NLP in the Hospitality Sector

At the Edge Hotel School (EHS), students experience Hospitality and Events (H&E) in an experiential learning context.

NLP in the Hospitality Sector

Posted by Simon Lewis on

“At the Edge Hotel School (EHS), University of Essex, students experience Hospitality and Events (H&E) in an experiential learning context. This takes place also in the form of industry engagement, where industry professionals share their knowledge and expertise with students. In my role of lecturer of H&E Management, students often ask me what do I think is one of the most important quality of a H&E Manager? In an age of digital communication, there is not a simple and straightforward answer. Yet, effective verbal and non-verbal communication skills and competencies are certainly key to effective communication to guests and colleagues.

How employees interact with guests/clients or simply among one another can make the difference between a great and a disappointing communication experience. We all interact and respond to communication in different ways. Therefore, I endeavour to bring different communication theories and strategies to my students. 

I contacted ANLP International CIC, the Professional body for Neuro Linguistic Programming (NLP) and asked if they could approach their Members with experience in an H&E environment, to see if any were willing to introduce some of their experiences and skills to the students.  ANLP provided me with a list of certified NLP professionals with relevant H&E experience.  

NLP is one of the strategies that can have a positive impact towards greater experiences for guests and employees alike in the H&E environment, even more so when guest speakers have an H&E industry prior knowledge and experience. Thus, I invited H&E industry aware NLP speakers to introduce NLP in class providing students with examples of how NLP can be used in the H&E environment to increase sales and/or enhance customer service through improved (management) skills and relationship building.  Some of the tools and techniques that can improve customer service include making qualitative outcomes more measurable (through a goal setting process) and modelling excellence (via enhanced self-awareness in terms of value and beliefs).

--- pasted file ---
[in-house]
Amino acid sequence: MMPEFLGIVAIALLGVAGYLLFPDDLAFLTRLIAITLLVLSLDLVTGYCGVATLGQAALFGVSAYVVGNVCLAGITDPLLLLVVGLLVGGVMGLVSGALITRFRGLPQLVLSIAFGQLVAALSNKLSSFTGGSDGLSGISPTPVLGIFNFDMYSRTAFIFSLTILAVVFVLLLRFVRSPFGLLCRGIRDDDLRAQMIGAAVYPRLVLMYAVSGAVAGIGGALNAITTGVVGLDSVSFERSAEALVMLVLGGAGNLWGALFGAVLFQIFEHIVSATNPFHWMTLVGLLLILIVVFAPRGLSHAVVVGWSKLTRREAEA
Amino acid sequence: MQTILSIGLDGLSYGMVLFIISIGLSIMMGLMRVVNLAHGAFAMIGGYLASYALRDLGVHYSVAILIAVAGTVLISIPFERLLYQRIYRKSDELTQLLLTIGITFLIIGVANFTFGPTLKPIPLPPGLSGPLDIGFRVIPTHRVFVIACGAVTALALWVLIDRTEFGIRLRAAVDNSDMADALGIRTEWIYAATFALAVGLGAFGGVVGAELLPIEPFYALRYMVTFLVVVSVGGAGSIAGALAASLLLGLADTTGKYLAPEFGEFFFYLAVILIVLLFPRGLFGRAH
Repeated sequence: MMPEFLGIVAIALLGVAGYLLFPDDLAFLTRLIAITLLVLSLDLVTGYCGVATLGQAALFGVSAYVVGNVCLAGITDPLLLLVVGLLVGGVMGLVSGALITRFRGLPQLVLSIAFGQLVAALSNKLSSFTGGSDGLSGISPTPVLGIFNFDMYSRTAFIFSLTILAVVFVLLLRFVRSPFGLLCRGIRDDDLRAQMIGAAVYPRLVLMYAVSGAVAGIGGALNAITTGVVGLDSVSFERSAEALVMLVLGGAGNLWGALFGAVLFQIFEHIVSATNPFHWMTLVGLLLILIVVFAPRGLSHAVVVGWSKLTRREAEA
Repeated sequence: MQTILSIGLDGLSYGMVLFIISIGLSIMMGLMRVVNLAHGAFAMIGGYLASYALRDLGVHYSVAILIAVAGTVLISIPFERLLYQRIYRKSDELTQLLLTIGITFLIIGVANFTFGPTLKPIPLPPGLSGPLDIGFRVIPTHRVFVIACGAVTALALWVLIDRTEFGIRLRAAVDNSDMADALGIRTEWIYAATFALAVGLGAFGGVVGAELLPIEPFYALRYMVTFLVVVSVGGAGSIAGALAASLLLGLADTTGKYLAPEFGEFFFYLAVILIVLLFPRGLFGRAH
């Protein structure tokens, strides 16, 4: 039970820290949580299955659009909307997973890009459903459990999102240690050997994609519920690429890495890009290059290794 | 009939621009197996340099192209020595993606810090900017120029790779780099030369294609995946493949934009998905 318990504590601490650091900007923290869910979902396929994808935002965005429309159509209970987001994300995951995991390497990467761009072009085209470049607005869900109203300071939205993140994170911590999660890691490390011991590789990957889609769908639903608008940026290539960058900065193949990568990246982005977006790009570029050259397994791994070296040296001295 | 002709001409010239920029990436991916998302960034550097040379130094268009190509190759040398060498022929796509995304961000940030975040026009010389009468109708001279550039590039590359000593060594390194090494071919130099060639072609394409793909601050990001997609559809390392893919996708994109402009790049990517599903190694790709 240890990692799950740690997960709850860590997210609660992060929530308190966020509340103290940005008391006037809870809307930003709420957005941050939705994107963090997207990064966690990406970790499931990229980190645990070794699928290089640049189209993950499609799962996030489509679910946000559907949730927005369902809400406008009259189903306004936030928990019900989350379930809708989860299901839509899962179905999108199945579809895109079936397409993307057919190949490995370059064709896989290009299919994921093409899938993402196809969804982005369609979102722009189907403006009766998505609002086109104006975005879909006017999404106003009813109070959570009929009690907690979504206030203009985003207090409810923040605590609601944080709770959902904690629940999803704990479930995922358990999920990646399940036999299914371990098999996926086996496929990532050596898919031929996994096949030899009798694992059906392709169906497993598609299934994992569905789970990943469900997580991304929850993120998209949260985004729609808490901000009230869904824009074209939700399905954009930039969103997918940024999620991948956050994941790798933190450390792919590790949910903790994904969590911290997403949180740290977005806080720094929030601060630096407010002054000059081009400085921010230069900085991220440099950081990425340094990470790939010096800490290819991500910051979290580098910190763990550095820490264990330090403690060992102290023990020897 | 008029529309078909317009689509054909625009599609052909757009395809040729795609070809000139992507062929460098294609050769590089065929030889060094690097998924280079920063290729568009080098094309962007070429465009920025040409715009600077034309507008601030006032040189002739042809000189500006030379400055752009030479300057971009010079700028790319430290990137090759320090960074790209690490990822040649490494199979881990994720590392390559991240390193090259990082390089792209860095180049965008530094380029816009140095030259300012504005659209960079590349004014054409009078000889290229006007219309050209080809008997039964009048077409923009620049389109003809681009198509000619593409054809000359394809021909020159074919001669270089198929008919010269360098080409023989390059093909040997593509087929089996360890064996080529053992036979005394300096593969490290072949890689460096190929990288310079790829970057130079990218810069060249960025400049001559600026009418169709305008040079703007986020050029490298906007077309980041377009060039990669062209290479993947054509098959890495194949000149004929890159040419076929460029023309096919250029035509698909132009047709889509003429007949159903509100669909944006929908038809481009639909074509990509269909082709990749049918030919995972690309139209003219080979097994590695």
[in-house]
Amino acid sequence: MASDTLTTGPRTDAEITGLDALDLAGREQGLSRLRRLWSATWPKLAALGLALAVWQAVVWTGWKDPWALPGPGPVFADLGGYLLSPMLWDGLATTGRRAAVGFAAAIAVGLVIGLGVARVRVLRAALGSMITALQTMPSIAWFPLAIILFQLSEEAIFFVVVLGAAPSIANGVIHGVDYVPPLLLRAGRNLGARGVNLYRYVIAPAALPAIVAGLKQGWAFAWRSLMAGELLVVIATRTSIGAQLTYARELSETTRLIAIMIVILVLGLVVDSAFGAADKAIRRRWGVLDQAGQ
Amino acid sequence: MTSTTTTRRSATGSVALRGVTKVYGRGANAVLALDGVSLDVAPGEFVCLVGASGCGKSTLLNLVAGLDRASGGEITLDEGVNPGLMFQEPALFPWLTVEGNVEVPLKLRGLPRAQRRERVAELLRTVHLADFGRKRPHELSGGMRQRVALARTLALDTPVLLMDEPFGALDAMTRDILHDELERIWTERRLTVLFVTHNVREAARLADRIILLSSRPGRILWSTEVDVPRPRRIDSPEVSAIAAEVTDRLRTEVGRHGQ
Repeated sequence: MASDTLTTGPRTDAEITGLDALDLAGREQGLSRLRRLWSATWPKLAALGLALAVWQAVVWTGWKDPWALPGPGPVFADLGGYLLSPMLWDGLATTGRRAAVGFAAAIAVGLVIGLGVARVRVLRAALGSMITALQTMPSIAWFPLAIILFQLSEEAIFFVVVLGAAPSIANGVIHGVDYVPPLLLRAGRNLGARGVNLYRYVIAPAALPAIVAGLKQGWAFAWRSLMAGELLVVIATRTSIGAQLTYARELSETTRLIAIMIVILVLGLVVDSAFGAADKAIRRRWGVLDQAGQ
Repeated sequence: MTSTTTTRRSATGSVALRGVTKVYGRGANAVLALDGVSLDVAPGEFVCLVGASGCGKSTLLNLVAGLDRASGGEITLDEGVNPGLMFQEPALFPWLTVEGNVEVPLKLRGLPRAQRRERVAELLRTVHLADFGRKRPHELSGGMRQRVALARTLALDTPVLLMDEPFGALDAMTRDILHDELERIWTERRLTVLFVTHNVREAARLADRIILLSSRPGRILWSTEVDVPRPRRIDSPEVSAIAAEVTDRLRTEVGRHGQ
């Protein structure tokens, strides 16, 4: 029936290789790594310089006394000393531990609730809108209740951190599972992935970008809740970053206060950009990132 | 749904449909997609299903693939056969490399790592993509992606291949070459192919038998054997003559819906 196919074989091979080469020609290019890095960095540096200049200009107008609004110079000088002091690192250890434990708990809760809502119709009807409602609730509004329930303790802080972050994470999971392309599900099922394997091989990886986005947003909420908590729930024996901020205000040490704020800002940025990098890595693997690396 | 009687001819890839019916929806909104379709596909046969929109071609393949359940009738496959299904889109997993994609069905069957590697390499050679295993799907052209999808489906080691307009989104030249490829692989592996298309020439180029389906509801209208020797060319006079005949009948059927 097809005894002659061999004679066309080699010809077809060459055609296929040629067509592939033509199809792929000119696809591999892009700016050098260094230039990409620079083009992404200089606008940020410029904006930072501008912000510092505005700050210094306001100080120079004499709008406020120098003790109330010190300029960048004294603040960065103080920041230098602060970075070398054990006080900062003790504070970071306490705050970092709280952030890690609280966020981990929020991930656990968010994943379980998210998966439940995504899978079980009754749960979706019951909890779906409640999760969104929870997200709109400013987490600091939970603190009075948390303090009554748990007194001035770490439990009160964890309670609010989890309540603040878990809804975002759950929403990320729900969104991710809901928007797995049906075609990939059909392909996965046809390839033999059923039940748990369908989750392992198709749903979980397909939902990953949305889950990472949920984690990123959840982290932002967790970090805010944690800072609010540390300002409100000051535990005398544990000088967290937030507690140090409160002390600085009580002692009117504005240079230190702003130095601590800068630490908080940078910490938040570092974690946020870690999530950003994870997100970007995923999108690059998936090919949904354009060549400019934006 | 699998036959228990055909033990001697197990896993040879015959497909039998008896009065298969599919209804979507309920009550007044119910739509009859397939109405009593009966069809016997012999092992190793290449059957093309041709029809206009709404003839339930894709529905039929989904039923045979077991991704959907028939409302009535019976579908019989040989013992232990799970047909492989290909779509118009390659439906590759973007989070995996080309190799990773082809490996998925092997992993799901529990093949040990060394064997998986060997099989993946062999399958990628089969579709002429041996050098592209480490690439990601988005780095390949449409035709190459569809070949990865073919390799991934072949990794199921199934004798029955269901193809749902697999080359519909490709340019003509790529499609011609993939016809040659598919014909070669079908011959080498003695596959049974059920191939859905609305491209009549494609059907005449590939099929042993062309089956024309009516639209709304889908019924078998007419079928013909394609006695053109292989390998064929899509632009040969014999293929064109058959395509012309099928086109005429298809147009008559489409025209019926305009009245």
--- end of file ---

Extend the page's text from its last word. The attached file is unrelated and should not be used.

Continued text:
Students learn best when they take ownership of their learning. Hence, I strive to achieve a non-prescriptive learning environment; students decide for themselves what to take from these sessions. Overall, guest speaker sessions on communication seem to encourage the ability to develop a varied response to the different needs of a number of stakeholders. Students that reflect on alternative communication strategies, such as NLP, improve their ability to identify guests’ needs and to respond to them more appropriately. My aim is to enhance students’ repertoire of responses so that they can be more flexible and adapt to what is needed to create more positive guest’s interactions.” 

Dimitri Lera 
Edge Hotel School at the University of Essex

“I read the ANLP Trainer Monthly Newsletter/Update from March 2021 and noticed the request for a pro bono presentation to Level 6 students at a University Hotel School.  With my hospitality sector experience, I saw this as a great opportunity to pass on some knowledge and raise awareness of NLP in the process.  I sent in my resume and was selected by the University.

I did the Edge Hotel School presentation in mid-June and afterwards received some lovely feedback from Dimitri and several of his students (I’ve had a number of Dimitri’s students reach out for more info since then.) All were engaged, enthusiastic and keen to discover actionable tools that will help to improve their hotel careers. Dimitri seemed pleased with the session and indicated he would like to arrange a repeat session at some stage.

With only an hour we could barely scratch the surface of NLP! There is much more to share with the students at Edge Hotel School in future.

Simon Lewis
The Mindsmith Group
ANLP Trainer Member

Simon Lewis
Simon Lewis

With the world as it is today, the value of not just surviving but thriving has become more important than ever.